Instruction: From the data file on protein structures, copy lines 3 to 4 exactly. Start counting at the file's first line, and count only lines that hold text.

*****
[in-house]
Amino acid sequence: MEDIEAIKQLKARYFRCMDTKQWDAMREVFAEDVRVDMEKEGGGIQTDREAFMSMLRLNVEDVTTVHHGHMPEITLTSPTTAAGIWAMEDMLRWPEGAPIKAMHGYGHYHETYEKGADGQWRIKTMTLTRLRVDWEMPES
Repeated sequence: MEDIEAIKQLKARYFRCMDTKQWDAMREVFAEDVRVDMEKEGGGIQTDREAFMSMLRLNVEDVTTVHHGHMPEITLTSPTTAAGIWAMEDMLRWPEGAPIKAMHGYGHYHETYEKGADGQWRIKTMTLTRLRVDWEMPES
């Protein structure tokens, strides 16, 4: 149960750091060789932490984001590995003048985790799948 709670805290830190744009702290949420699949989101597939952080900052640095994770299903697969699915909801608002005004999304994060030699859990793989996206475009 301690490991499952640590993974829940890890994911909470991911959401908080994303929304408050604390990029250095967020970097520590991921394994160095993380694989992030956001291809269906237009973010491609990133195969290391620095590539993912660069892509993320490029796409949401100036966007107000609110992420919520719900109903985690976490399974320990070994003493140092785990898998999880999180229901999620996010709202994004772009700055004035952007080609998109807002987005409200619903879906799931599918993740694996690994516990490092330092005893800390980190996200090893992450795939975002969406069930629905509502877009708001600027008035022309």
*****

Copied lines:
Repeated sequence: MEDIEAIKQLKARYFRCMDTKQWDAMREVFAEDVRVDMEKEGGGIQTDREAFMSMLRLNVEDVTTVHHGHMPEITLTSPTTAAGIWAMEDMLRWPEGAPIKAMHGYGHYHETYEKGADGQWRIKTMTLTRLRVDWEMPES
């Protein structure tokens, strides 16, 4: 149960750091060789932490984001590995003048985790799948 709670805290830190744009702290949420699949989101597939952080900052640095994770299903697969699915909801608002005004999304994060030699859990793989996206475009 301690490991499952640590993974829940890890994911909470991911959401908080994303929304408050604390990029250095967020970097520590991921394994160095993380694989992030956001291809269906237009973010491609990133195969290391620095590539993912660069892509993320490029796409949401100036966007107000609110992420919520719900109903985690976490399974320990070994003493140092785990898998999880999180229901999620996010709202994004772009700055004035952007080609998109807002987005409200619903879906799931599918993740694996690994516990490092330092005893800390980190996200090893992450795939975002969406069930629905509502877009708001600027008035022309």